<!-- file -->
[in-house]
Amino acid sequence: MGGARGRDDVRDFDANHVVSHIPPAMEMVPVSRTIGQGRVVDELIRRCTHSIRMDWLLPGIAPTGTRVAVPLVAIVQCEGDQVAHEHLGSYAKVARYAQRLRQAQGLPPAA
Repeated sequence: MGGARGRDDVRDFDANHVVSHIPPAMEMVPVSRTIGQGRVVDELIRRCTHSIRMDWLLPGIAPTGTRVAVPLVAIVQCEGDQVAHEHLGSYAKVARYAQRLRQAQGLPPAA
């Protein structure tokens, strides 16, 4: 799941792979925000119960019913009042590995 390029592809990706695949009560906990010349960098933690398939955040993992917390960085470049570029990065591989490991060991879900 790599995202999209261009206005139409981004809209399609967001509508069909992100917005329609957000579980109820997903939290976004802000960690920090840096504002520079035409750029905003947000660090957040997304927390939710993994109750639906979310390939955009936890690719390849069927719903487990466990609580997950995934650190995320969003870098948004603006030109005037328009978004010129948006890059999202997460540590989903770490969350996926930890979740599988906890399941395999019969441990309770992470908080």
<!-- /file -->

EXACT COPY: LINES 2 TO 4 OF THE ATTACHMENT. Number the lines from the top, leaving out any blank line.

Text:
Amino acid sequence: MGGARGRDDVRDFDANHVVSHIPPAMEMVPVSRTIGQGRVVDELIRRCTHSIRMDWLLPGIAPTGTRVAVPLVAIVQCEGDQVAHEHLGSYAKVARYAQRLRQAQGLPPAA
Repeated sequence: MGGARGRDDVRDFDANHVVSHIPPAMEMVPVSRTIGQGRVVDELIRRCTHSIRMDWLLPGIAPTGTRVAVPLVAIVQCEGDQVAHEHLGSYAKVARYAQRLRQAQGLPPAA
């Protein structure tokens, strides 16, 4: 799941792979925000119960019913009042590995 390029592809990706695949009560906990010349960098933690398939955040993992917390960085470049570029990065591989490991060991879900 790599995202999209261009206005139409981004809209399609967001509508069909992100917005329609957000579980109820997903939290976004802000960690920090840096504002520079035409750029905003947000660090957040997304927390939710993994109750639906979310390939955009936890690719390849069927719903487990466990609580997950995934650190995320969003870098948004603006030109005037328009978004010129948006890059999202997460540590989903770490969350996926930890979740599988906890399941395999019969441990309770992470908080």